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Op/Ed

Returning to the office? Be transparent and bring your compassion

(OPINION / EDITORIAL) As employees return to the workplace, employers need compassion and transparency. Here’s how bringing your empathy to the table will pay dividends.

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Woman thinking representing mental toughness.

Although you may be balancing new regulations as employees get vaccinated and can return to the office, there’s a lot more to consider than just opening your doors and letting workers back into your business. Employers are going to need to navigate the return to work with a plan that keeps employees safe and rebuilds trust in a world that has changed over the past year. What can employers do to move their businesses to the new normal?

Let the team know what is happening

The past year has taken a toll on everyone. People are anxious about coming back to work and interacting with others, even with all of the regulations, vaccinations, and precautions. Employers will need to be transparent and offer clear directions about reopening. According to a December 2020 survey from Pew Research Center, about 54% of telecommuting workers want to remain working from home. Of course, the vaccine wasn’t being rolled out then, so that figure could have changed, but many workers still have valid reasons to work from home. Communication and compassion will be necessary to keep operations going during the transition.

Provide clear directions

Employers are going to need to set the standards for the business. Once the standards are mandated, then managers need to maintain those requirements. Also, your business will need to provide resources and signage to let everyone know about the rules. Sadly, you may need to discipline rule breakers to maintain trust with the entire team. If you do decide to take a relaxed approach to mask-wearing or social distancing, you should let workers know it’s okay to take extra precautions as they choose.

Listen to employees

Returning to pre-COVID work conditions may not be as easy as recalling your team. The pandemic affected all aspects of life. As a business, you’re thinking about your priorities, but your team may have children who aren’t in school, transportation needs that were changed with the pandemic, and their own health problems to work around. Employers are going to need to be sensitive and have compassion as the world changes again. Give your workers a voice, whether they’ve been working from home or in the workplace to let them re-acclimate to a new normal.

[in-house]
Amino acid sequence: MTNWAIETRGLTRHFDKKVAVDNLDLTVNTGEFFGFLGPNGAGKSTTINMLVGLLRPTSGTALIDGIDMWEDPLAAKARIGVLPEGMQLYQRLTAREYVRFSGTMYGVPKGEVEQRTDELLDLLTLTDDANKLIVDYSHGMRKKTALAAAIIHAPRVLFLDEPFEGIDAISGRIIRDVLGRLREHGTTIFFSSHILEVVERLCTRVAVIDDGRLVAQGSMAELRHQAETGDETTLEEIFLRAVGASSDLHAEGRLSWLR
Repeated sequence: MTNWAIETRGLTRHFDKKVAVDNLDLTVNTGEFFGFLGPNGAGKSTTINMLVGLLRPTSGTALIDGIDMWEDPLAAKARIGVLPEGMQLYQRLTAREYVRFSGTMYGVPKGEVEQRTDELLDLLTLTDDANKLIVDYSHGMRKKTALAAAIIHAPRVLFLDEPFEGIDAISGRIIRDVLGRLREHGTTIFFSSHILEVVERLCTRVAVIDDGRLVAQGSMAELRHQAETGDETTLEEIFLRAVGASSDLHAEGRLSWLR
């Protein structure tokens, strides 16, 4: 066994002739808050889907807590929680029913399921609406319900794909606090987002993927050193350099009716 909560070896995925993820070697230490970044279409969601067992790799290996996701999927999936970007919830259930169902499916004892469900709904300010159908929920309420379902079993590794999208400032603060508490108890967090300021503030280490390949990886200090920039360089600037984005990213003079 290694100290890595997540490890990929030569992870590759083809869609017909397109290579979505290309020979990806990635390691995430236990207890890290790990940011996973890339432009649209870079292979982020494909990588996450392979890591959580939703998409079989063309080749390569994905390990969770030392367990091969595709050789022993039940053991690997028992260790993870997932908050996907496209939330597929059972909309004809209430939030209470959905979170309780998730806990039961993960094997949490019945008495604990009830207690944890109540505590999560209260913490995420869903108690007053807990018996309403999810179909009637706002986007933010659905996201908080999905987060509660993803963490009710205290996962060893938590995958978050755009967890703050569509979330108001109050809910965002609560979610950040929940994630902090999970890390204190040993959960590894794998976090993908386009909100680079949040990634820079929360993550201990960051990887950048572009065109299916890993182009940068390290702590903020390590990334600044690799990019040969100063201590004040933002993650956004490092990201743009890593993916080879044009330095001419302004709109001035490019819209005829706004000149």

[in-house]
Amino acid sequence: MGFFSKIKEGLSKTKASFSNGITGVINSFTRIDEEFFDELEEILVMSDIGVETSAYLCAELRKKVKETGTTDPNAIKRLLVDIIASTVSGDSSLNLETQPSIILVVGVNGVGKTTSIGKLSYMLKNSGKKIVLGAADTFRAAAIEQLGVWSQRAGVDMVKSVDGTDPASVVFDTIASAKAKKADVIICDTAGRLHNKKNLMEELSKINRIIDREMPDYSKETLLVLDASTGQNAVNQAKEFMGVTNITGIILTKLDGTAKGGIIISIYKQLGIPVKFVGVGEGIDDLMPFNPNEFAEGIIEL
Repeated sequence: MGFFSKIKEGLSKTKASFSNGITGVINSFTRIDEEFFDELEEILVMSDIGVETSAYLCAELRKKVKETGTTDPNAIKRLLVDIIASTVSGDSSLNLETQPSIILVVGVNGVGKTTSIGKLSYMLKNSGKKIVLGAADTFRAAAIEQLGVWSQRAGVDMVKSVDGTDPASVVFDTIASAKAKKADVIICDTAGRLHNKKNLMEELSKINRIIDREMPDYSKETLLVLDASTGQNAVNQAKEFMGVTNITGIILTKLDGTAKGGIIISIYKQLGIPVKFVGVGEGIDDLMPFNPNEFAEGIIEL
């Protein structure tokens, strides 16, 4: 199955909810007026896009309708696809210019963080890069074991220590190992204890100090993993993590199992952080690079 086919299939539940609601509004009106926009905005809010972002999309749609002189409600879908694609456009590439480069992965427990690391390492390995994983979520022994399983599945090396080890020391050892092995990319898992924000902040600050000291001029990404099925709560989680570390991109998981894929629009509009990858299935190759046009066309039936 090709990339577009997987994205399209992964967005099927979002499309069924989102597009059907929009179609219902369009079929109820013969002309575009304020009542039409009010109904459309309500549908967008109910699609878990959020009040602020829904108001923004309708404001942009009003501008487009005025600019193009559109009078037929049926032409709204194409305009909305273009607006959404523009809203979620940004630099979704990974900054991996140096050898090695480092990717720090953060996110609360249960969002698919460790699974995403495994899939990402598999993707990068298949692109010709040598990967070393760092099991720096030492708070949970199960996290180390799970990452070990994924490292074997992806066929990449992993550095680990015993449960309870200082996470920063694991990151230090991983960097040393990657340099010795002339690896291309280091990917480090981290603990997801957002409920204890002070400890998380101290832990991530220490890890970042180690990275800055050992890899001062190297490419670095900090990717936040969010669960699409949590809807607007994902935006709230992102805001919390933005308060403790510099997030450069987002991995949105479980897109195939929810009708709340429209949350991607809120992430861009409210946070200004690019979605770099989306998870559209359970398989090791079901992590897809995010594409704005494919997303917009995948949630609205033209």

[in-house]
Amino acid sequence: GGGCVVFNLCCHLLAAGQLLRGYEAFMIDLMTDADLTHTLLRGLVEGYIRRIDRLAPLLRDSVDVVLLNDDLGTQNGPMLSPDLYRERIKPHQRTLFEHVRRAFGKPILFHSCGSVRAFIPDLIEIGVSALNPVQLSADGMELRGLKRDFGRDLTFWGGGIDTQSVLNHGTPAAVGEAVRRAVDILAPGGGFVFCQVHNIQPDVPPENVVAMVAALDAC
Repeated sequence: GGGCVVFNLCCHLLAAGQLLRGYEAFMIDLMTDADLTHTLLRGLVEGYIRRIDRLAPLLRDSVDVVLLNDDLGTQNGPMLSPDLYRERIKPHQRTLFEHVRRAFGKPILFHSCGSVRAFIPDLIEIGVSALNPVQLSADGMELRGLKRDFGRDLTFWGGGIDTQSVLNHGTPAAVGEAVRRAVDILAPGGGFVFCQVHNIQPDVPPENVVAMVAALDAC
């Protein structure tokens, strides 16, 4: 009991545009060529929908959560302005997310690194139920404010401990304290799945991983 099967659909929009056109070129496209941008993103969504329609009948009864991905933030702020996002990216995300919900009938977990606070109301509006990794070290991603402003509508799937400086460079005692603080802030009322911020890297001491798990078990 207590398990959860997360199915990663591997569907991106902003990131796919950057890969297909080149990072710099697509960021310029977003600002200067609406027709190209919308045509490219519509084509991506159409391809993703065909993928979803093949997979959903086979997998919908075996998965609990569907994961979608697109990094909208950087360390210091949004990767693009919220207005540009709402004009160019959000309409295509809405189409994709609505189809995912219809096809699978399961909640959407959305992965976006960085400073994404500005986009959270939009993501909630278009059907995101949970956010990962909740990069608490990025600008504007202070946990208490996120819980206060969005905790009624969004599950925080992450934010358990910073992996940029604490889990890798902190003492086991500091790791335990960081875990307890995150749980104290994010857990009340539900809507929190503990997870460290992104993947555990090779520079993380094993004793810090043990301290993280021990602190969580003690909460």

Keep employees productive and loyal

Work will never be the same as it was pre-pandemic. How your business handles this transition could affect your business for many years. You want your workers to trust your organization to treat them with compassion as they come back to the workplace. In the long run, everything you do to strengthen your corporate culture and increase employee engagement, the better off your business is.

Dawn Brotherton is a Staff Writer at The American Genius, and has an MFA in Creative Writing from the University of Central Oklahoma. Before earning her degree, she spent over 20 years homeschooling her two daughters, who are now out changing the world. She lives in Oklahoma and loves to golf. She hopes to publish a novel in the future.

Op/Ed

5 little ‘lies’ HGTV has been telling viewers that affect the market big time

(OPINION) HGTV has long been a fan favorite for renovations and home searches, but is the information they portray accurately?

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Man watching HGTV show on tablet device.

It’s no secret that reality television very often does not, in fact, depict reality. One of the most frequently viewed “reality” television networks is HGTV, which features a wide range of home renovation and DIY shows that cater to a variety of home improvement enthusiasts.

While HGTV wants you to get lost in the latest episode of House Hunters, you may be surprised to know that these episodes are in fact, at least partially scripted.

Although there is nothing wrong with enjoying a good home improvement show, especially those ever-addicting home flipping shows like Fixer Uppers, there are a few things HGTV portrays that are less than accurate. Here are five of those things you may want to consider, or have your clients consider before embarking in the home ownership process yourself (or with a client).

Consider the following…

1. Realtors work a lot harder/longer than people think

Unfortunately, HGTV often portrays real estate agents as people who do the bare minimum for their clients, when in fact most Realtors® go above and beyond for their clients.

According to CheatSheet, Sissy Lapin, author and co-founder of ListingDoor, stated shows like House Hunters “make the agent look like they’re just these lazy people who show two houses and negotiate $1,000 off the asking price,” rather than showing the whole host of duties a good agent performs for their clients.

Good agents tackle the whole home buying process; informing clients about what they should consider when selecting a home, negotiating a better deal, and making sure that they do their very best to ensure nothing goes wrong throughout the entire process from start to close.